Commentary

How Google Glass Fits Into Nest Labs

What would Google do to lead Intel, Microsoft and others into home automation? The company would put Nest, the smart-home device maker, in the forefront to lead the charge. That's what the Mountain View, Calif. company did this week by moving Glass from the Google X research lab to a stand-alone unit led by Ivy Ross, who will report to Tony Fadell, Nest Labs co-founder and CEO. Fadell will oversee Glass and provide guidance.

"Early Glass efforts have broken ground and allowed us to learn what's important to consumers and enterprises alike," Fadell said in a statement provided to MediaPost. "I'm excited to be working with Ivy to provide direction and support as she leads the team and we work together to integrate those learnings into future products. I remain fully committed to Nest and am equally excited about our work there, which continues to accelerate."

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Yes, use the smart-home thermostat as the hub for the automated systems in the home, and allow smartphones or Glass running Android to control functions. Fadell built a green home in Lake Tahoe that inspired the birth of Nest. The thermostat learns from doing, programs itself and connects to smartphones.

Glass has the opportunity to connect to Nest products. Berg Insight estimates that shipments of connected wearables reached 19.0 million units in 2014. The market is expected to grow at a compounded annual growth rate of 54.7% to reach shipments of 168.2 million by 2019. Promising use cases in professional markets as well as in niche consumer segments will enable smart glasses to become the third-largest category of connected wearables and reach shipments of 11.0 million devices in 2019, up from only 0.03 million units in 2014, per the research firm.

Fadell prefers to make a market where none existed in the past. Aside from Nest, Fadell is best known for his role in the creation of Apple's iPod and iPhone. Now he takes on Glass, the pricey $1,500 wearable computer that debuted in 2012 to a select group of Glass Explorers.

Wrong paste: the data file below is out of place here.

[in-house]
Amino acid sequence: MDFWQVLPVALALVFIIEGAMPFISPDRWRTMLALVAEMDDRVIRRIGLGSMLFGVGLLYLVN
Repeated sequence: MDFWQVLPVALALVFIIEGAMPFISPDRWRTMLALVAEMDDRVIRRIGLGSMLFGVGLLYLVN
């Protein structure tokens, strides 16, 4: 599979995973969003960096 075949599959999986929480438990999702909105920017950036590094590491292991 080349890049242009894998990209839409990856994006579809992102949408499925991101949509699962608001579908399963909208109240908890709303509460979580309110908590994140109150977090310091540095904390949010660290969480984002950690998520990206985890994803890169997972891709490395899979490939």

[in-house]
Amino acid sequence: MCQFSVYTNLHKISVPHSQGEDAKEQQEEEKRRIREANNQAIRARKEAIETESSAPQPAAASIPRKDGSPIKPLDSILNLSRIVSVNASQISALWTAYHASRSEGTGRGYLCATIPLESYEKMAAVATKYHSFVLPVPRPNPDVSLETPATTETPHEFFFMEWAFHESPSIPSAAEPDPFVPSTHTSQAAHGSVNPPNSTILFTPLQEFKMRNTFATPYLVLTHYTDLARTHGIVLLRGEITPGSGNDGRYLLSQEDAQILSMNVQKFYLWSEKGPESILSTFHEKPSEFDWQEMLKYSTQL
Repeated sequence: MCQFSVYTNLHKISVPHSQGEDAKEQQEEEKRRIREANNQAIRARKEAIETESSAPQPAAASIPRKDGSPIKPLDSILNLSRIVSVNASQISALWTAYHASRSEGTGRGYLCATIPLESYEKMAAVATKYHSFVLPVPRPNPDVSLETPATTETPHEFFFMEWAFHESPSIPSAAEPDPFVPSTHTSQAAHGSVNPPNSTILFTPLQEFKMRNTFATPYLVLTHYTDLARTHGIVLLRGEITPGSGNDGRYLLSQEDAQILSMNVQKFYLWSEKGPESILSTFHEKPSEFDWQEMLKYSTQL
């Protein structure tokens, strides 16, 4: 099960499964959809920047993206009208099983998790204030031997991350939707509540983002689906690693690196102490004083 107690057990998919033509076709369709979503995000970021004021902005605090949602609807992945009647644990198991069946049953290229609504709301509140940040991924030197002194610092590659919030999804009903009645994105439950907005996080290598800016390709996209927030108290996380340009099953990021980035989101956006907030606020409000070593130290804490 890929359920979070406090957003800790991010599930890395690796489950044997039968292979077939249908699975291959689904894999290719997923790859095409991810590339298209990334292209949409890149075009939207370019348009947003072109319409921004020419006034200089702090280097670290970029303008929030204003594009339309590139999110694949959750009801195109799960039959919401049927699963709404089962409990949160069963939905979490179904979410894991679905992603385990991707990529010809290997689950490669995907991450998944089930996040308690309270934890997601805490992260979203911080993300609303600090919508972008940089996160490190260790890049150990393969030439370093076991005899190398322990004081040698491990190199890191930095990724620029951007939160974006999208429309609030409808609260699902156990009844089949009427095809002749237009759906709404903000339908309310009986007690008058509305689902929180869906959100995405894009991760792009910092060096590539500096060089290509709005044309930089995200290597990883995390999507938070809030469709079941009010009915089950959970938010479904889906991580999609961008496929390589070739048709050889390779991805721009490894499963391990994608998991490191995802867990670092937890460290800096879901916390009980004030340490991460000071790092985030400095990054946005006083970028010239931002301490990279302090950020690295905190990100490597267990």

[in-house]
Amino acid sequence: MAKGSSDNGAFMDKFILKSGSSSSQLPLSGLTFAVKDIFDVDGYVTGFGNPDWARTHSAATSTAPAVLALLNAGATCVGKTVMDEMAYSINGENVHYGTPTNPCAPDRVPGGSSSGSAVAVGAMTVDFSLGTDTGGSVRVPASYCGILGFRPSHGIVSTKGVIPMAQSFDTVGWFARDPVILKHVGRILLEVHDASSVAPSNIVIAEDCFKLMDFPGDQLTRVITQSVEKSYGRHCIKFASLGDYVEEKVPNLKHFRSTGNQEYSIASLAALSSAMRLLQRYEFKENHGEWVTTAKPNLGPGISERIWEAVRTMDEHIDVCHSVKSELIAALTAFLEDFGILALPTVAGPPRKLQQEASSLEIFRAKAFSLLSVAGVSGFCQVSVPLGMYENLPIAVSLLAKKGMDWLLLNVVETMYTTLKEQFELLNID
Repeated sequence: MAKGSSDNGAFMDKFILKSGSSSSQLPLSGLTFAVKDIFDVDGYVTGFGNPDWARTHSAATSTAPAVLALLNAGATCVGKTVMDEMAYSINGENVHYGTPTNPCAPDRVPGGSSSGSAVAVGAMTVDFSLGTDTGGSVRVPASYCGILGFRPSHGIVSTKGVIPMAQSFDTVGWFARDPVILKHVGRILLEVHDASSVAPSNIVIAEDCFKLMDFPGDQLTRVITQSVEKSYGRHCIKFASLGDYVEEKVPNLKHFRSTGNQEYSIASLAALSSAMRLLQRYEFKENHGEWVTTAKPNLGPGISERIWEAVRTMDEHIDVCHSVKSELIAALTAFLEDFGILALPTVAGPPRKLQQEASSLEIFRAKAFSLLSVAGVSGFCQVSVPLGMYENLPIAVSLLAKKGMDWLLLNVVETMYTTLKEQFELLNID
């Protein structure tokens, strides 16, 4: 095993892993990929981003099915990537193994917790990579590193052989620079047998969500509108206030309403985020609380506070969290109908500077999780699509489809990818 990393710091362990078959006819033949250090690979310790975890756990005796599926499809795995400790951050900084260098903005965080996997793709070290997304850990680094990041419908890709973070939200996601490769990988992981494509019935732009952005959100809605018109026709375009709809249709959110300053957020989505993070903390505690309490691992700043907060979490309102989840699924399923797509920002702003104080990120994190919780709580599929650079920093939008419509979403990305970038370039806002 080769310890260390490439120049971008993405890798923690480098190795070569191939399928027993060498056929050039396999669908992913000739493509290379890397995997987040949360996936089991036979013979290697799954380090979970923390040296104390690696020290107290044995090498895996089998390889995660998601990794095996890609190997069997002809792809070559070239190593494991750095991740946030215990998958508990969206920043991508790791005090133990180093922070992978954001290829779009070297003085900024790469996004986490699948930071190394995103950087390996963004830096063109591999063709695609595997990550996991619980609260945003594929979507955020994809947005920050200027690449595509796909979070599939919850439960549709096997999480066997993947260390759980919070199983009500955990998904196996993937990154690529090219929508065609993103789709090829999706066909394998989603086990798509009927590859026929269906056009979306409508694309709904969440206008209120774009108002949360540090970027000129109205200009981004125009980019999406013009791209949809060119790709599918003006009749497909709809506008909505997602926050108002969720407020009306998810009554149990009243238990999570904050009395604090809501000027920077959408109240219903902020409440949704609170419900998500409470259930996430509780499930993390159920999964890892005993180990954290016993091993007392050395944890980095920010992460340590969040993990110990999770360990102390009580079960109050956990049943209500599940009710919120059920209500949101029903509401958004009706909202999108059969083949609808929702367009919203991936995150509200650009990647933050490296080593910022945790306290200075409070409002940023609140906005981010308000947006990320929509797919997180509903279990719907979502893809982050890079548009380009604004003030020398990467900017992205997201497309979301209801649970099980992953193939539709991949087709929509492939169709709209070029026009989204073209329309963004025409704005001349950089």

Fadell joined Google last January when Google purchased Nest for $3.2 billion. Google then hired marketing guru Ivy Ross to run Glass and officially launch the product. Glass's transition to Nest is the latest in a series of reported difficulties the project continues to face. Fadell is well known for his design and innovative ideas, and could help turn out a better product.

The announcement of the move came in a Google+ blog post. "As part of this transition, we’re closing the Explorer Program so we can focus on what’s coming next," Google wrote. "January 19 will be the last day to get the Glass Explorer Edition. In the meantime, we’re continuing to build for the future, and you’ll start to see future versions of Glass when they're ready. "

For now, no peeking, per the post  finishing the sentiment with a thank you to those who kept "believing in us and making all of this possible. Hang tight — it's going to be an exciting ride."

UPDATE: The headline of this piece is my opinion. Google did not combine Glass into Nest. I think they should. Glass was an experiment in technology, in my opinion, on its way to home automation. I want to make that clear. We will soon see (in my opinion) Glass technology in Nest services, which in turn will help Google build a better wearable device. 

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